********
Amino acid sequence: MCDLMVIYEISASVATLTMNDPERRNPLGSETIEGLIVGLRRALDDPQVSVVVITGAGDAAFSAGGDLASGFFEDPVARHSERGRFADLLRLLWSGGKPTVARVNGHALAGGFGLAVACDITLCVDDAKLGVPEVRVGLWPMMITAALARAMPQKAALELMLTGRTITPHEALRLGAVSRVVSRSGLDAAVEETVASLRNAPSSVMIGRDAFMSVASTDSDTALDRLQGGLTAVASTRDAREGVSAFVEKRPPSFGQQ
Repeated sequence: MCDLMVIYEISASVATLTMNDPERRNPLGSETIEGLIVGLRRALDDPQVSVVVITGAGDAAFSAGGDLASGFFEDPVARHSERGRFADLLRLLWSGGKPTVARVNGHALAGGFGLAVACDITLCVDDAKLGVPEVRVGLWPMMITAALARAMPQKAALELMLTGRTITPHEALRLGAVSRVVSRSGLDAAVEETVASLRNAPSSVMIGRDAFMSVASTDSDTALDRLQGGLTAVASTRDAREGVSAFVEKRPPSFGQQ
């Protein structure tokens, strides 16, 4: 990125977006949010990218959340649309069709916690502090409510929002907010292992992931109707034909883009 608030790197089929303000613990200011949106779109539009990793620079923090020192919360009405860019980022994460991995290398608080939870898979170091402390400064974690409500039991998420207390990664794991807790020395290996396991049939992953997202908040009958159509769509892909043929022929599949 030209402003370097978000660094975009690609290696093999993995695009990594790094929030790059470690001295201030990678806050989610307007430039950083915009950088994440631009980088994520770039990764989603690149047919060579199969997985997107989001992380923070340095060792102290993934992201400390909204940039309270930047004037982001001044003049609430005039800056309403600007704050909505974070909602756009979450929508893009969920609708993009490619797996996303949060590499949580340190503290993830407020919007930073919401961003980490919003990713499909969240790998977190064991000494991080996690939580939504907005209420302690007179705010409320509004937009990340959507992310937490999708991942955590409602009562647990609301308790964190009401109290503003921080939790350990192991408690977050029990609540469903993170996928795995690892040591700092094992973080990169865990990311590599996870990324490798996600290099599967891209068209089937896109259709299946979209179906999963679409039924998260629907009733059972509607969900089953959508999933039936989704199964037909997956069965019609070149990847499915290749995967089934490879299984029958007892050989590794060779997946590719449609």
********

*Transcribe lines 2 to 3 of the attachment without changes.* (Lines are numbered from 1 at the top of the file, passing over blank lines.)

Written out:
Repeated sequence: MCDLMVIYEISASVATLTMNDPERRNPLGSETIEGLIVGLRRALDDPQVSVVVITGAGDAAFSAGGDLASGFFEDPVARHSERGRFADLLRLLWSGGKPTVARVNGHALAGGFGLAVACDITLCVDDAKLGVPEVRVGLWPMMITAALARAMPQKAALELMLTGRTITPHEALRLGAVSRVVSRSGLDAAVEETVASLRNAPSSVMIGRDAFMSVASTDSDTALDRLQGGLTAVASTRDAREGVSAFVEKRPPSFGQQ
């Protein structure tokens, strides 16, 4: 990125977006949010990218959340649309069709916690502090409510929002907010292992992931109707034909883009 608030790197089929303000613990200011949106779109539009990793620079923090020192919360009405860019980022994460991995290398608080939870898979170091402390400064974690409500039991998420207390990664794991807790020395290996396991049939992953997202908040009958159509769509892909043929022929599949 030209402003370097978000660094975009690609290696093999993995695009990594790094929030790059470690001295201030990678806050989610307007430039950083915009950088994440631009980088994520770039990764989603690149047919060579199969997985997107989001992380923070340095060792102290993934992201400390909204940039309270930047004037982001001044003049609430005039800056309403600007704050909505974070909602756009979450929508893009969920609708993009490619797996996303949060590499949580340190503290993830407020919007930073919401961003980490919003990713499909969240790998977190064991000494991080996690939580939504907005209420302690007179705010409320509004937009990340959507992310937490999708991942955590409602009562647990609301308790964190009401109290503003921080939790350990192991408690977050029990609540469903993170996928795995690892040591700092094992973080990169865990990311590599996870990324490798996600290099599967891209068209089937896109259709299946979209179906999963679409039924998260629907009733059972509607969900089953959508999933039936989704199964037909997956069965019609070149990847499915290749995967089934490879299984029958007892050989590794060779997946590719449609």